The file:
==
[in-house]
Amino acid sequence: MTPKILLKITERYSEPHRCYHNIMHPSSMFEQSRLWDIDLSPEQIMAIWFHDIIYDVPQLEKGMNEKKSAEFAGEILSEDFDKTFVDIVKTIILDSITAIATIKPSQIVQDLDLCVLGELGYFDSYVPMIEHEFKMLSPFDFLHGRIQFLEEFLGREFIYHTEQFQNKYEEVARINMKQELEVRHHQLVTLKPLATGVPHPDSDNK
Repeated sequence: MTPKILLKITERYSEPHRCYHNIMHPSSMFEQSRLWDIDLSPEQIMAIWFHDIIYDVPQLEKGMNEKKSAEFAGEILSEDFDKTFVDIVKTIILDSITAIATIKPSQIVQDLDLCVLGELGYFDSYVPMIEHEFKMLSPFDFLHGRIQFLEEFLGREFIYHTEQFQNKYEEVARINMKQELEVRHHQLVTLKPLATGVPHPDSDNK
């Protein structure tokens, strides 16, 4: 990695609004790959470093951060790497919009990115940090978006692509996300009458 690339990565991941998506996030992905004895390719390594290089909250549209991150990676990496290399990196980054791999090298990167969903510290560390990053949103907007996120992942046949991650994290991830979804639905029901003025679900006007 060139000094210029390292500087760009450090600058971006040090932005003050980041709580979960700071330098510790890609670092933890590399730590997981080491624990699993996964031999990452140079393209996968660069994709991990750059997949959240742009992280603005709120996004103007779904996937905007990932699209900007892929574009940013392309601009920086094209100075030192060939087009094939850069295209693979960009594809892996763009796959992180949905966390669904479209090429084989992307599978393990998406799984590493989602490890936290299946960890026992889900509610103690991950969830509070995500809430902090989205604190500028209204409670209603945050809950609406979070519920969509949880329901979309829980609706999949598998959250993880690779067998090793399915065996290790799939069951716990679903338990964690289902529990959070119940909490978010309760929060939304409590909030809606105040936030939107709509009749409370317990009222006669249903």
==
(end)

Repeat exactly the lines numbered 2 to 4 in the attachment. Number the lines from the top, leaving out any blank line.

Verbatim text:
Amino acid sequence: MTPKILLKITERYSEPHRCYHNIMHPSSMFEQSRLWDIDLSPEQIMAIWFHDIIYDVPQLEKGMNEKKSAEFAGEILSEDFDKTFVDIVKTIILDSITAIATIKPSQIVQDLDLCVLGELGYFDSYVPMIEHEFKMLSPFDFLHGRIQFLEEFLGREFIYHTEQFQNKYEEVARINMKQELEVRHHQLVTLKPLATGVPHPDSDNK
Repeated sequence: MTPKILLKITERYSEPHRCYHNIMHPSSMFEQSRLWDIDLSPEQIMAIWFHDIIYDVPQLEKGMNEKKSAEFAGEILSEDFDKTFVDIVKTIILDSITAIATIKPSQIVQDLDLCVLGELGYFDSYVPMIEHEFKMLSPFDFLHGRIQFLEEFLGREFIYHTEQFQNKYEEVARINMKQELEVRHHQLVTLKPLATGVPHPDSDNK
């Protein structure tokens, strides 16, 4: 990695609004790959470093951060790497919009990115940090978006692509996300009458 690339990565991941998506996030992905004895390719390594290089909250549209991150990676990496290399990196980054791999090298990167969903510290560390990053949103907007996120992942046949991650994290991830979804639905029901003025679900006007 060139000094210029390292500087760009450090600058971006040090932005003050980041709580979960700071330098510790890609670092933890590399730590997981080491624990699993996964031999990452140079393209996968660069994709991990750059997949959240742009992280603005709120996004103007779904996937905007990932699209900007892929574009940013392309601009920086094209100075030192060939087009094939850069295209693979960009594809892996763009796959992180949905966390669904479209090429084989992307599978393990998406799984590493989602490890936290299946960890026992889900509610103690991950969830509070995500809430902090989205604190500028209204409670209603945050809950609406979070519920969509949880329901979309829980609706999949598998959250993880690779067998090793399915065996290790799939069951716990679903338990964690289902529990959070119940909490978010309760929060939304409590909030809606105040936030939107709509009749409370317990009222006669249903």